Miles was born July 2020 in New York City at the height of the Covid pandemic. He was intubated in the delivery room because he wasn’t breathing and was unexpectedly taken to the NICU at the New York Presbyterian Hospital where he would spend the next 6 months. At 3 weeks old, he was diagnosed with an extremely rare and dangerous arteriovenous malformation (AVM) called vein of Galen Malformation. Diagnosed 1 in 3 million, it affects the “great cerebral vein” that returns blood from the brain to the heart. In the abnormal tangle of blood vessels, the capillaries are missing resulting in a rush of blood to the heart and lungs which can lead to organ failure. There is no known cause, nor is it inherited. Miles’ treatment plan required a collaborative of specialties in pediatric neurosurgery, cardiology, neonatology and neurology as treating one organ could adversely impact another, and the younger the patient, the riskier it gets.
We were extremely lucky that we lived only steps away from one of the few cerebral vascular surgeons that treat this rare condition. The malformation was closed off with coils and special glue in a series of procedures known as endovascular brain embolization. The procedures were spread over the course of three months since closing off the connections all at once could result in brain damage or death. All four surgeries were successful until Miles suffered a massive brain hemorrhage as a complication of the last surgery. He was rushed into emergency surgery to drain the blood and excess fluid (hydrocephalus) from his brain through an EVD. Miles’ brain could no longer drain the fluid due to the hemorrhage obstructing the pathways and had a shunt surgically placed in his brain to drain the CSF. After a month of sedation, he began to recover, and Miles was discharged from the NICU after 182 days.
Due to the high rate of shunt infection, Miles was readmitted to the PICU with meningitis. The shunt was removed, and he underwent an ETV surgery where they drilled a hole in the third ventricle in hopes of draining the CSF without the shunt. Despite not being the ideal candidate being under the age of 1, the ETV was successful, and he remains shunt free.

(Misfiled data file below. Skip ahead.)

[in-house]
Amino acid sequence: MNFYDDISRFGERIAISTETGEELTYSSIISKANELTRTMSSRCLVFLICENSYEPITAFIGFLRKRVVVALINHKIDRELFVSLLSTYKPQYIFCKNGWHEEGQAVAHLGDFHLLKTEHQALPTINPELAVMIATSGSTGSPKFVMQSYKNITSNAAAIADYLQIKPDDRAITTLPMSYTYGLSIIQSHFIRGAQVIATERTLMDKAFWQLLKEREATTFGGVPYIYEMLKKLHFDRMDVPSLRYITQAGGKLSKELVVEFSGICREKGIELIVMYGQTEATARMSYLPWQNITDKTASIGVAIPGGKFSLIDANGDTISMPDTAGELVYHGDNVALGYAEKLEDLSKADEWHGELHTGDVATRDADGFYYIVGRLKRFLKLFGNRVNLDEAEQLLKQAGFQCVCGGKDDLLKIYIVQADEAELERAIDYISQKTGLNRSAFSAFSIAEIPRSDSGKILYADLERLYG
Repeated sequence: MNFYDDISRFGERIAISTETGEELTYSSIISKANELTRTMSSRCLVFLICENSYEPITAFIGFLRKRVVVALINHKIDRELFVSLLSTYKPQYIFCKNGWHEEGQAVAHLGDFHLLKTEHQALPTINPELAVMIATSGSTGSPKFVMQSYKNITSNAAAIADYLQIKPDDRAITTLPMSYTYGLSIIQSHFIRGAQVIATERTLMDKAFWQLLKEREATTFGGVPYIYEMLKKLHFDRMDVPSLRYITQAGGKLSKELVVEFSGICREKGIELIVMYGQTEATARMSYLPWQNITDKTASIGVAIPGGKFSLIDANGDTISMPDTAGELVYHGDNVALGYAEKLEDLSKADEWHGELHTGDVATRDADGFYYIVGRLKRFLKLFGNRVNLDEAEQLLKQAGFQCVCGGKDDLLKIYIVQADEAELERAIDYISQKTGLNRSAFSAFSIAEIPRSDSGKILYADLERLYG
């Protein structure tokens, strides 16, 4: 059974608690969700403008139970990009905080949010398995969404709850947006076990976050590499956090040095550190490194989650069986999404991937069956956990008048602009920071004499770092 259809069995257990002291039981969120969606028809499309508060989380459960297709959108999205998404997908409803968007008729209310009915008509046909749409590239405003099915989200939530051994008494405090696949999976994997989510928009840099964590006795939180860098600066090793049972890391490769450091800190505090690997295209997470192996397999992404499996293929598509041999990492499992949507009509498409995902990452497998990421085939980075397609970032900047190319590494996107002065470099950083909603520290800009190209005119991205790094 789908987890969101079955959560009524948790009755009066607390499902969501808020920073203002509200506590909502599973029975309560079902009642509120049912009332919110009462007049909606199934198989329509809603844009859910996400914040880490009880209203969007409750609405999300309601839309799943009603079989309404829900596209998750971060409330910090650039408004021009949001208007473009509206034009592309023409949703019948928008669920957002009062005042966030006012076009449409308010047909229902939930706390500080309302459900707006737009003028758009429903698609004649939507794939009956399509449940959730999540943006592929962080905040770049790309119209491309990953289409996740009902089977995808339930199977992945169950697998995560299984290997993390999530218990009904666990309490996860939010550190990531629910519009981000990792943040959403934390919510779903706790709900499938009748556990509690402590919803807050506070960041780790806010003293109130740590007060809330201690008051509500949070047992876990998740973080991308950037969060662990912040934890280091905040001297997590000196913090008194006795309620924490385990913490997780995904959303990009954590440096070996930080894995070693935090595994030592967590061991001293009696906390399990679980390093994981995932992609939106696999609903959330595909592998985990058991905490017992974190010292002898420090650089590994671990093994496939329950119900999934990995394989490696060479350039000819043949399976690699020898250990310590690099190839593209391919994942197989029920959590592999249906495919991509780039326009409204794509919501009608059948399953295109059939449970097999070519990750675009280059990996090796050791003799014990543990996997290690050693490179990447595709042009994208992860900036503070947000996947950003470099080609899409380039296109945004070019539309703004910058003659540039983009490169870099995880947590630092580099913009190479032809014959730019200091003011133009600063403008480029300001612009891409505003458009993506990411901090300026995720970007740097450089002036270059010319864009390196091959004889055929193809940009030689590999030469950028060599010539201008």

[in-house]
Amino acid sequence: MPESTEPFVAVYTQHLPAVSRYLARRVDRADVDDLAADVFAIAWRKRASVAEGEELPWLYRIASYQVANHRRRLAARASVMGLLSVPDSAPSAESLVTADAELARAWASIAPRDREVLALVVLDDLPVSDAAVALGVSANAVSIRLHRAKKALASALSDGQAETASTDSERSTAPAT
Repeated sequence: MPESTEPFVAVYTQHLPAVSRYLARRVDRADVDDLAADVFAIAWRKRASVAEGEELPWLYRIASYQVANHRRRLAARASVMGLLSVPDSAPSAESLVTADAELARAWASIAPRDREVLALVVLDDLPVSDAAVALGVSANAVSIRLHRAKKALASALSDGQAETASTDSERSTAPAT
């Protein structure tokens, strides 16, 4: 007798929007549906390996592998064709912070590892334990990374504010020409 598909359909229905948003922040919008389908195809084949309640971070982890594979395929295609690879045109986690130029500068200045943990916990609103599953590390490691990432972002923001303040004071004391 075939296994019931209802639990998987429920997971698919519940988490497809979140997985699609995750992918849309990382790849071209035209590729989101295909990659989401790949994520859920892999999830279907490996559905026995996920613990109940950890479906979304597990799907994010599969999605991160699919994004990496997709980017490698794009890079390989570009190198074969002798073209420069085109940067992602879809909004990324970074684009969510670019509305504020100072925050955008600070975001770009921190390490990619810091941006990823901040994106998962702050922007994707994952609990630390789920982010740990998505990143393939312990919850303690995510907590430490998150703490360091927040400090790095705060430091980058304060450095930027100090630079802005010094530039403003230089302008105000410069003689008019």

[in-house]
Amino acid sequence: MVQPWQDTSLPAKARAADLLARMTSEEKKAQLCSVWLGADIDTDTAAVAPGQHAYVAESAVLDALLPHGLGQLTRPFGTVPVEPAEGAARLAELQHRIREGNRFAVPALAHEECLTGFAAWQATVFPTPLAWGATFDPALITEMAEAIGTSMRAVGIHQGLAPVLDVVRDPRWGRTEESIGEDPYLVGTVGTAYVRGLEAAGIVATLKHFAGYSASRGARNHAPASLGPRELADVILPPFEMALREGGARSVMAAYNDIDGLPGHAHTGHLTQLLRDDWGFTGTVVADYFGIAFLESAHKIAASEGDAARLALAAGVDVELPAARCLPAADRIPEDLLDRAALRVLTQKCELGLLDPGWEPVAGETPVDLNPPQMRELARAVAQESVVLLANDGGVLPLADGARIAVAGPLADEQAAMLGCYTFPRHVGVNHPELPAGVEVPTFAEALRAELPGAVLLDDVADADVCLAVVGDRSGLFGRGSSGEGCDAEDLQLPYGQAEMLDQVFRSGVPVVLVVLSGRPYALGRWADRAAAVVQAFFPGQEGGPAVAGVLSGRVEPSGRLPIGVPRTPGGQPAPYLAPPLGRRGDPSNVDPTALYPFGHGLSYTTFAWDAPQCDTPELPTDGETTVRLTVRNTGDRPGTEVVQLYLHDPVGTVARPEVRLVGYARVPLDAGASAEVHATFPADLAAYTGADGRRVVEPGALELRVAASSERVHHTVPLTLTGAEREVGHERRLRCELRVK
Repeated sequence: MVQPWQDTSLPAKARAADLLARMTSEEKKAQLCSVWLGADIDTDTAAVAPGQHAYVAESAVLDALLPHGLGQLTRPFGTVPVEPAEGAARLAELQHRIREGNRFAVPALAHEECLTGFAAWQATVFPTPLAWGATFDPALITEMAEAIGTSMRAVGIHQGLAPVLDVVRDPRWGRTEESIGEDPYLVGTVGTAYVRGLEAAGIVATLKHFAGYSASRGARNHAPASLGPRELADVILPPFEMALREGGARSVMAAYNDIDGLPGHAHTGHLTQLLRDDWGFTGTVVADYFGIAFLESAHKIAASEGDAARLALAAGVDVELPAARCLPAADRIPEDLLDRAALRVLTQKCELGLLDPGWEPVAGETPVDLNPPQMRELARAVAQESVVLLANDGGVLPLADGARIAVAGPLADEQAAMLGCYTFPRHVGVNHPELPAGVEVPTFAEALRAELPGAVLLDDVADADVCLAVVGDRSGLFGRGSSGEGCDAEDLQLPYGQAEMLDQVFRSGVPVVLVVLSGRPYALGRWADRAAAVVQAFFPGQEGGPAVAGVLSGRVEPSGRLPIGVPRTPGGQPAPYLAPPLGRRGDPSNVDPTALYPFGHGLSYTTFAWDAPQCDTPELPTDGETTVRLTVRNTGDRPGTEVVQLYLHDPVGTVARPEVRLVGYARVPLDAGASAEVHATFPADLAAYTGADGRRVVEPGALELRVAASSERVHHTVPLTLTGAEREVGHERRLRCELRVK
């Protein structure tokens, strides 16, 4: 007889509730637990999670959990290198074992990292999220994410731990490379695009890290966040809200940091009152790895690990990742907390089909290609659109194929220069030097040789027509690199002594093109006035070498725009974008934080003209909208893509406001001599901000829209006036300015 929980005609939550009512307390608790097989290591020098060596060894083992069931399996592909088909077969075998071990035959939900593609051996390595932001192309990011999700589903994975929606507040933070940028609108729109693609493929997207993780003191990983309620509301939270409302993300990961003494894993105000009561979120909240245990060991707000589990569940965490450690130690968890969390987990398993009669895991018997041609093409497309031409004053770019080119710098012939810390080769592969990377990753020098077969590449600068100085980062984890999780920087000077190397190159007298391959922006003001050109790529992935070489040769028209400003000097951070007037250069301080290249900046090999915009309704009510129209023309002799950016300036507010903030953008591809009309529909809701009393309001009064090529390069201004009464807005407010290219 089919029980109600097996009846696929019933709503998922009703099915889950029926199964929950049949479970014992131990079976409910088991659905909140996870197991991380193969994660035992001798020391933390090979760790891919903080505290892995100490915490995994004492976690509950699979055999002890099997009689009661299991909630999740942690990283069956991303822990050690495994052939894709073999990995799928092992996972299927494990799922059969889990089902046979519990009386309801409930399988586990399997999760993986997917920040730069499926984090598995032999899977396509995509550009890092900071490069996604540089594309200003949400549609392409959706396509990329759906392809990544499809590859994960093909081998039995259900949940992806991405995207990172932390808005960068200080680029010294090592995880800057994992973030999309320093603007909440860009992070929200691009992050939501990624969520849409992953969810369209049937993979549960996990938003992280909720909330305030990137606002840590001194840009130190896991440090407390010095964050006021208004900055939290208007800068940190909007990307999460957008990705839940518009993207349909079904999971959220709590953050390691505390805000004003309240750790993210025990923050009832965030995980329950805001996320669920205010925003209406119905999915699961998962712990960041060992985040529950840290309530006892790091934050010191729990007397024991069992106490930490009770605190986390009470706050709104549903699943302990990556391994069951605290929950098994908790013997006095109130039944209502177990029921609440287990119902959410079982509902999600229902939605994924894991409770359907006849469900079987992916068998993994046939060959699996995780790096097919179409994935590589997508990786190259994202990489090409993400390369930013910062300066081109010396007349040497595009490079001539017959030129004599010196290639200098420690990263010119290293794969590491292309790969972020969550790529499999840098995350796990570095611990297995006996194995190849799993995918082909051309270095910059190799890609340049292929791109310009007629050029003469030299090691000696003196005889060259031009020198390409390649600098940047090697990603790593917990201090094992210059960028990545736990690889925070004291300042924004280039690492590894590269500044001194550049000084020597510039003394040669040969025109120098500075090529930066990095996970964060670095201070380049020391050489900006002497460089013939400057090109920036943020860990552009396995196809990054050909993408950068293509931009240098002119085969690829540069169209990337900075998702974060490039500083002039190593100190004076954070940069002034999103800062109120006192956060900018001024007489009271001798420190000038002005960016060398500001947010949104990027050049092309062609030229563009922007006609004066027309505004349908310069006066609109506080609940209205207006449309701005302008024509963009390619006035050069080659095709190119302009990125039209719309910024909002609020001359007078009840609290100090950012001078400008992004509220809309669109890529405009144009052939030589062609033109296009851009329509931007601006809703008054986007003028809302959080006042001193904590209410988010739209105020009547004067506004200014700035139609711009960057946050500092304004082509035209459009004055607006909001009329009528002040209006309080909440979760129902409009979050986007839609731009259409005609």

Miles received 8 weeks of IV antibiotics, but despite treatment he was readmitted to the PICU 6 months later. The meningitis returned with a vengeance complicated by several brain abscesses. The infection spread to his ventricles and neurosurgery made the rare decision to administer intrathecal antibiotics (directly into his brain). After recovering one month in the PICU, Miles was discharged with an extensive treatment plan of long-term antibiotics, frequent imaging and labs. Miles received 6 months of IV antibiotics and has continued oral antibiotics for chronic suppression. Miles has remained meningitis and brain abscess free for over a year but is still very closely monitored.
Miles has undergone 20 surgeries and procedures all before the age of 2. He has suffered from several strokes, seizures and blood infection complications, but has remained neurologically intact despite his brain injuries. Defying the odds, the NY Presbyterian Hospital named him “Miracle Miles”.
As a native of Greenville, we decided to move to the upstate last December. Miles receives PT, OT, Speech, Feeding and Aquatic Therapy five days a week and has progressed at a rapid pace thanks to our amazing therapists. He started crawling last summer, had his gtube removed in June, is babbling phrases, has exceeded in fine motor skills and will take his first steps unassisted any day now. Doctors and therapists have acknowledged how special he is because he works hard, is extremely smart, doesn’t give up and has overcome insurmountable obstacles. His infectious smile and loving demeanor first seen in the NICU, has captured the hearts of innumerable people. As we patiently wait for him to walk on his own, the important thing is he is here doing it. He has taught us that the little things don’t matter because life is the ultimate gift. We thank God every day for our miracle and the team of doctors that saved his life.